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Some in FL GOP to March on Capitol

Continuing the split in the GOP,  some in Congress want to take an action that would quadruple the cost of health insurance for themselves, their colleagues and all the employees who work in the Capitol. And some Floridians are in the thick of it.

U.S. Rep. Ron DeSantis said he will introduce a bill that removes the federal funds from the premiums of members of Congress and their staff, Politico.com reports.  And U.S. Rep. Ted Yoho is one of the speakers scheduled for a march on the Capitol to demand the action next Tuesday.

Photos of Yoho, from north-central Florida, and former U.S. Rep. Allen West of Palm Beach Gardens popped up on the website of Exempt America as two of the speakers for the Sept. 10 march on the Capitol.

Exempt America’s website says: “Even Big Government is getting a carve out now that the Office of Personnel Management has outlined a way for the government to subsidize health care premiums for members of Congress and their staffers.”

DeSantis, a Republican who represents Florida’s northeast coast, has said he will introduce a bill that would “prohibit members of Congress and congressional staff from receiving any government contributions with respect to an exchange-based health care plan that is not available to the American people.”

Media Matters reports there is little meat to the claim that Congress exempted itself from the Affordable Care Act. What happened is more complicated: During the writing of the law, a Republican lawmaker insisted that members of Congress and their staffs should have to use the online exchange -- now called “Marketplace” --  that is being set up as a shopping site for the uninsured.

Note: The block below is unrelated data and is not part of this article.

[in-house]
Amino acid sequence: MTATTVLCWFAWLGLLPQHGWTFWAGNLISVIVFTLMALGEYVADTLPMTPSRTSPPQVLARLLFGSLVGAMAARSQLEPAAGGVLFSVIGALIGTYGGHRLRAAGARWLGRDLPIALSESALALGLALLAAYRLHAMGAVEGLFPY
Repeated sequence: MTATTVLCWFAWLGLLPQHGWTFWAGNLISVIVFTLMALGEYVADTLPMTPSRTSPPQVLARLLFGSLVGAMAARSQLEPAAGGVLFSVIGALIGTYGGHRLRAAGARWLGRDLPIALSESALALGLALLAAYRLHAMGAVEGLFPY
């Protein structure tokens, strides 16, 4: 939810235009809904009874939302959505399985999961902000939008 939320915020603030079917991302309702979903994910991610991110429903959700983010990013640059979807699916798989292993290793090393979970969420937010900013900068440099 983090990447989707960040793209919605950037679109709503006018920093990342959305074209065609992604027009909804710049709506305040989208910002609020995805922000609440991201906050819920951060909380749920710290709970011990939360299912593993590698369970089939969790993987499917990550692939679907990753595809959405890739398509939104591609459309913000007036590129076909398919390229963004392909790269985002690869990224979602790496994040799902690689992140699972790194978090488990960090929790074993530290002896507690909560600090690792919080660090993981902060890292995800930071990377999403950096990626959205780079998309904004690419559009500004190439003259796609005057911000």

The Tea Party and the most conservative wing of the Republican Party demand that members of Congress and their staff be treated like all others on the Marketplace. However, that would mean they would have no employer contribution -- no federal funds -- toward their premiums, unless they had incomes low enough for subsidies.

So most would end up paying 100 percent of the cost of their health insurance, rather than the 25 percent they pay now.  That threatened to create a rebellion.

So the Obama administration created a rule that said they could continue to use the federal funds for premiums, same as before.

Last week, Health News Florida reported that eight members of the Florida Republican delegation to the House had signed onto a bill demanding defunding of Obamacare when the budget talks start. Nine members were not listed as signers, but it isn't clear whether they disagree, as some GOP leaders in Washington do.